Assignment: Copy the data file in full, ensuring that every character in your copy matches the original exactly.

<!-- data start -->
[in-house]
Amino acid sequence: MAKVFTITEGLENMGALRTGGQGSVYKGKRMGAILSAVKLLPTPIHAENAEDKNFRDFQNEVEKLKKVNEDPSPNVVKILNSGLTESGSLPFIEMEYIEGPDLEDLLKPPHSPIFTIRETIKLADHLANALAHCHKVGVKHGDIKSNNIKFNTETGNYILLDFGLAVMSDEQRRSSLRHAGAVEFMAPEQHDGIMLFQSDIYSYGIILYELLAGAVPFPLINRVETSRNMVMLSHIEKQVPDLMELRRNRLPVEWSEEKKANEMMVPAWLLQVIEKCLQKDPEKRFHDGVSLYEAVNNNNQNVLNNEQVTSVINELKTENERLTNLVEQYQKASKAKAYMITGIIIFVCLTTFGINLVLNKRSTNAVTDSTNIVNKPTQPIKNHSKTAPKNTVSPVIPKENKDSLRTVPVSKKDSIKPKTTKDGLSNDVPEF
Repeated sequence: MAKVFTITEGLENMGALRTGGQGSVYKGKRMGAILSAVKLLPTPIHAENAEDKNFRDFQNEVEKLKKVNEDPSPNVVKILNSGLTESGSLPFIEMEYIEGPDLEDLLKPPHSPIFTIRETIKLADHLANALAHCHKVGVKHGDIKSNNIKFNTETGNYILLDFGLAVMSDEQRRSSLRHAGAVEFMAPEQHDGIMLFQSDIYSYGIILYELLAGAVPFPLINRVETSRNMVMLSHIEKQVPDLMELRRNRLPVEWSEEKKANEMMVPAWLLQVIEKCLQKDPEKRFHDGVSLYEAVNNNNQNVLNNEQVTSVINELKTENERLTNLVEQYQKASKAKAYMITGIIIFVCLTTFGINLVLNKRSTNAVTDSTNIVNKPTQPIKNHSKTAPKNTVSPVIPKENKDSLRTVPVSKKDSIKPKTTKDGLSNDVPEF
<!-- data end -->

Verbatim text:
[in-house]
Amino acid sequence: MAKVFTITEGLENMGALRTGGQGSVYKGKRMGAILSAVKLLPTPIHAENAEDKNFRDFQNEVEKLKKVNEDPSPNVVKILNSGLTESGSLPFIEMEYIEGPDLEDLLKPPHSPIFTIRETIKLADHLANALAHCHKVGVKHGDIKSNNIKFNTETGNYILLDFGLAVMSDEQRRSSLRHAGAVEFMAPEQHDGIMLFQSDIYSYGIILYELLAGAVPFPLINRVETSRNMVMLSHIEKQVPDLMELRRNRLPVEWSEEKKANEMMVPAWLLQVIEKCLQKDPEKRFHDGVSLYEAVNNNNQNVLNNEQVTSVINELKTENERLTNLVEQYQKASKAKAYMITGIIIFVCLTTFGINLVLNKRSTNAVTDSTNIVNKPTQPIKNHSKTAPKNTVSPVIPKENKDSLRTVPVSKKDSIKPKTTKDGLSNDVPEF
Repeated sequence: MAKVFTITEGLENMGALRTGGQGSVYKGKRMGAILSAVKLLPTPIHAENAEDKNFRDFQNEVEKLKKVNEDPSPNVVKILNSGLTESGSLPFIEMEYIEGPDLEDLLKPPHSPIFTIRETIKLADHLANALAHCHKVGVKHGDIKSNNIKFNTETGNYILLDFGLAVMSDEQRRSSLRHAGAVEFMAPEQHDGIMLFQSDIYSYGIILYELLAGAVPFPLINRVETSRNMVMLSHIEKQVPDLMELRRNRLPVEWSEEKKANEMMVPAWLLQVIEKCLQKDPEKRFHDGVSLYEAVNNNNQNVLNNEQVTSVINELKTENERLTNLVEQYQKASKAKAYMITGIIIFVCLTTFGINLVLNKRSTNAVTDSTNIVNKPTQPIKNHSKTAPKNTVSPVIPKENKDSLRTVPVSKKDSIKPKTTKDGLSNDVPEF